Matty Sardella’s Spirit Lives On in 25th Annual Golf Tourney

02Sep11

It’s unusual for events like memorial golf tournaments to last a quarter century. But on September 17, 2011, the 25th annual Matthew Sardella Memorial Golf Tournament will tee off at Reedy Meadow at Lynnfield Center Golf Course.

Matthew J. Sardella, a 1986 graduate of Wakefield High School, was a journalism student at Salem State College at the time of his death in May 1987. He was an outstanding goalie for the Wakefield High School hockey team from 1984-1986, and was named to the North All Star Team in his junior and senior years. He was awarded Top Defensive Player and MVP trophies. He also played high school football and baseball.

Matty was vice president of his class for four years, was a member of DECA and volunteered for various fundraising efforts including the Citizens’ Scholarship Foundation Telethon. He did all of these things while battling daily with the asthma that would eventually claim his life.

“It’s a wonderful tribute to Matty’s memory,” says his brother Lou of the tournament’s longevity. “It’s awe-inspiring that he touched so many people in so few years.”

The first annual Matthew Sardella Golf Tournament was held in the summer of 1987, just months after he died. Over the years, the charity golf tournament has raised over $50,000. Each year, the proceeds from the tournament are split between the WHS hockey program and the Citizens’ Scholarship Fund that bears Matty’s name. Since 1988, 55 recipients have received scholarships totaling nearly $20,000.

This year, the name of Christopher J. Sardella has been added to both the golf tournament and the CSF Fund. Christopher was Lou’s two year-old grandson who died last year in a tragic accident. Christopher was the son of Justin Sardella and Laura Galante.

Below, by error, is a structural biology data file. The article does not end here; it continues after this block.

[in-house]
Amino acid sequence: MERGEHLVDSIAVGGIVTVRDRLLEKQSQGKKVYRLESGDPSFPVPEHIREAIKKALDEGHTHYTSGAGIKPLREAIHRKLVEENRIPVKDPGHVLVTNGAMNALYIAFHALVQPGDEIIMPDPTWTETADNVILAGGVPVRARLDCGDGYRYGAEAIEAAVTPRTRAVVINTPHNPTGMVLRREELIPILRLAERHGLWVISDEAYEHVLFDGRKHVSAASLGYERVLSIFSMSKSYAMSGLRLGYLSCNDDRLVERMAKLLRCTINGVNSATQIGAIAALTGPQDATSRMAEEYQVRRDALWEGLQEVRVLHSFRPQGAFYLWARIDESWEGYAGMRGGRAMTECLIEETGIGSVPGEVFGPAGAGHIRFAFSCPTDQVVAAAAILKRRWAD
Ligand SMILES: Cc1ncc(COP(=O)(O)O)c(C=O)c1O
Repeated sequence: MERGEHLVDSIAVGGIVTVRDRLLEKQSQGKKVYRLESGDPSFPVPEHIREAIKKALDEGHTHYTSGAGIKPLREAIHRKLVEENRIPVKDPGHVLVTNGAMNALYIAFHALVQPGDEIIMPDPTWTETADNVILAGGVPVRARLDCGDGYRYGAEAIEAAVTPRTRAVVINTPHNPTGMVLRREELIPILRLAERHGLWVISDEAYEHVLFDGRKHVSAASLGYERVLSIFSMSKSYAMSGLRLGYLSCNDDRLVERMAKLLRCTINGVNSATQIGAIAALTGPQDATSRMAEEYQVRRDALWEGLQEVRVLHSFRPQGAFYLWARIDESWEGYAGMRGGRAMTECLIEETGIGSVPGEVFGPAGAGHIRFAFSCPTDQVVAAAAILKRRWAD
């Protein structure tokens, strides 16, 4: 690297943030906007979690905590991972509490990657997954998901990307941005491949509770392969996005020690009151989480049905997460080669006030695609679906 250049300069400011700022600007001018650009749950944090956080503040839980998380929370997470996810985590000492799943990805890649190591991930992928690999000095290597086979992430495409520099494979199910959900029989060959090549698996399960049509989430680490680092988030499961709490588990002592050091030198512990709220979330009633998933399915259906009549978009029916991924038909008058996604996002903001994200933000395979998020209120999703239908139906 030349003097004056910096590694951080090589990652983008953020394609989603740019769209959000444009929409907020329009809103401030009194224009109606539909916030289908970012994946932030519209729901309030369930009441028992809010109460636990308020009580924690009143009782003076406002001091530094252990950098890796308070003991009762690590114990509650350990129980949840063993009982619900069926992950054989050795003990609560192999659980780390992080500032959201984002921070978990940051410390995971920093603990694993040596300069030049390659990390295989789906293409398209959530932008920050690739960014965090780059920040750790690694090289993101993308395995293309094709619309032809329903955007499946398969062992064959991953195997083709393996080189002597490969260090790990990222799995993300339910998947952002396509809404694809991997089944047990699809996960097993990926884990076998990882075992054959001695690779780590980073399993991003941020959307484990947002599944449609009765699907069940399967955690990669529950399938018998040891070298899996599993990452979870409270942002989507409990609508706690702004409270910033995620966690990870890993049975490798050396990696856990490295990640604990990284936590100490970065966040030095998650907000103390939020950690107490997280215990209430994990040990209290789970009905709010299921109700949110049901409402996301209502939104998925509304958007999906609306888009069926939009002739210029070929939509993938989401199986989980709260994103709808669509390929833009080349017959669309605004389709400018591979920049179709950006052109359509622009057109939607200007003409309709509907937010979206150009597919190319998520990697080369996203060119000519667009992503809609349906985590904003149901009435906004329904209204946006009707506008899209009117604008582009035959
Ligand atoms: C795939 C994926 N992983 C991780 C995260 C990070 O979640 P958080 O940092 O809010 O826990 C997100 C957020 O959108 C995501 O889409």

“Louie called me a couple of months ago and asked if we could combine it to include Christopher,” says Tony Germanetto, Matty’s high school friend and one of the golf tournament organizers. “We had wanted to do something special for the 25th anniversary. What better way to honor the 25th than to add Christopher?”

For Germanetto, there’s no mystery about why the tournament has lasted so long.

“Matty’s spirit and who he was is what brings people back,” Germanetto says. “The spirit Matty had just doesn’t go away.”
That spirit is illustrated by Matty’s hockey career, and perhaps no better than the historic 1985 quadruple overtime game in the Division I North hockey quarterfinals against a heavily favored Watertown team.

Matty’s father, Louis Sardella, remembers that game well and wrote an essay to commemorate it. The game took place in March 1985 at Merrimack College in an arena packed with 5,000 screaming fans. As the teams took the ice and the crowd anxiously awaited the start of the game, some Watertown fans targeted Matty with a chant of “You’re too small! You’re too small!”

“Indeed Matty was small,” his father wrote. “Matty had taken large amounts of medication all his life [to combat his asthma] which seriously inhibited his normal growth patterns. However, only his physical stature was affected, not his intense competitive spirit.”

Rather than cave in to the taunts, Matty raised his goalie stick high in a gesture that indicated that he was ready for whatever his opponents could throw at him.

The bigger, favored Watertown team jumped out to a 3-0 lead in the first period. One more Watertown goal would almost surely have ended Wakefield’s tournament hopes.
But there would be no more Watertown goals – not in regulation play or in the four overtime periods that followed after Wakefield tied the score. Matty turned away shot after shot, demoralizing his opponents and inspiring his own teammates to unprecedented heights.

Wakefield won the game 5-3.